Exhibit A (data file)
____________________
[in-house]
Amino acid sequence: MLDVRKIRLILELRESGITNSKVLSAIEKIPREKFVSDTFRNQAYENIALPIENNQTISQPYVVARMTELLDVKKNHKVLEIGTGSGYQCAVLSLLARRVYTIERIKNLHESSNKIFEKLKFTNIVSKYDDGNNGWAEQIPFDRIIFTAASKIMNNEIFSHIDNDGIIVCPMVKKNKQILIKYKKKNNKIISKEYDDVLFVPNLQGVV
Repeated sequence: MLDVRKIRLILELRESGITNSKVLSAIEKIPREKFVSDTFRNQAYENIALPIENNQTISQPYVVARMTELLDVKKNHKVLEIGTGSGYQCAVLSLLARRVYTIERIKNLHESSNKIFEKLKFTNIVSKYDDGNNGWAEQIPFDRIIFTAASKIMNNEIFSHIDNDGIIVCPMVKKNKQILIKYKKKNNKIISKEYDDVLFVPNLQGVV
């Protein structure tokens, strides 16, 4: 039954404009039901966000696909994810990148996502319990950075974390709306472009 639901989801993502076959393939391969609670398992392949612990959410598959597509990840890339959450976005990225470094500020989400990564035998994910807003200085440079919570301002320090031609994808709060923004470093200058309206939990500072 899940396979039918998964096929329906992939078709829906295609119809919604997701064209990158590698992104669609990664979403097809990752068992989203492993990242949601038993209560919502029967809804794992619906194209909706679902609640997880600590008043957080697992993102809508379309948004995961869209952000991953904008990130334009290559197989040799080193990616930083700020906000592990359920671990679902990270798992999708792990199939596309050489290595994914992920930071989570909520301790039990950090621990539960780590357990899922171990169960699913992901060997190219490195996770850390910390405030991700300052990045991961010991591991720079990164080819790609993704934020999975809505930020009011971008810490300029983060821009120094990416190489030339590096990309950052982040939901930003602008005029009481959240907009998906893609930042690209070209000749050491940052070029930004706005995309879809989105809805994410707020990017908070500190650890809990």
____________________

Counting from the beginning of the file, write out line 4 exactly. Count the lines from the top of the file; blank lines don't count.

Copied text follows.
């Protein structure tokens, strides 16, 4: 039954404009039901966000696909994810990148996502319990950075974390709306472009 639901989801993502076959393939391969609670398992392949612990959410598959597509990840890339959450976005990225470094500020989400990564035998994910807003200085440079919570301002320090031609994808709060923004470093200058309206939990500072 899940396979039918998964096929329906992939078709829906295609119809919604997701064209990158590698992104669609990664979403097809990752068992989203492993990242949601038993209560919502029967809804794992619906194209909706679902609640997880600590008043957080697992993102809508379309948004995961869209952000991953904008990130334009290559197989040799080193990616930083700020906000592990359920671990679902990270798992999708792990199939596309050489290595994914992920930071989570909520301790039990950090621990539960780590357990899922171990169960699913992901060997190219490195996770850390910390405030991700300052990045991961010991591991720079990164080819790609993704934020999975809505930020009011971008810490300029983060821009120094990416190489030339590096990309950052982040939901930003602008005029009481959240907009998906893609930042690209070209000749050491940052070029930004706005995309879809989105809805994410707020990017908070500190650890809990």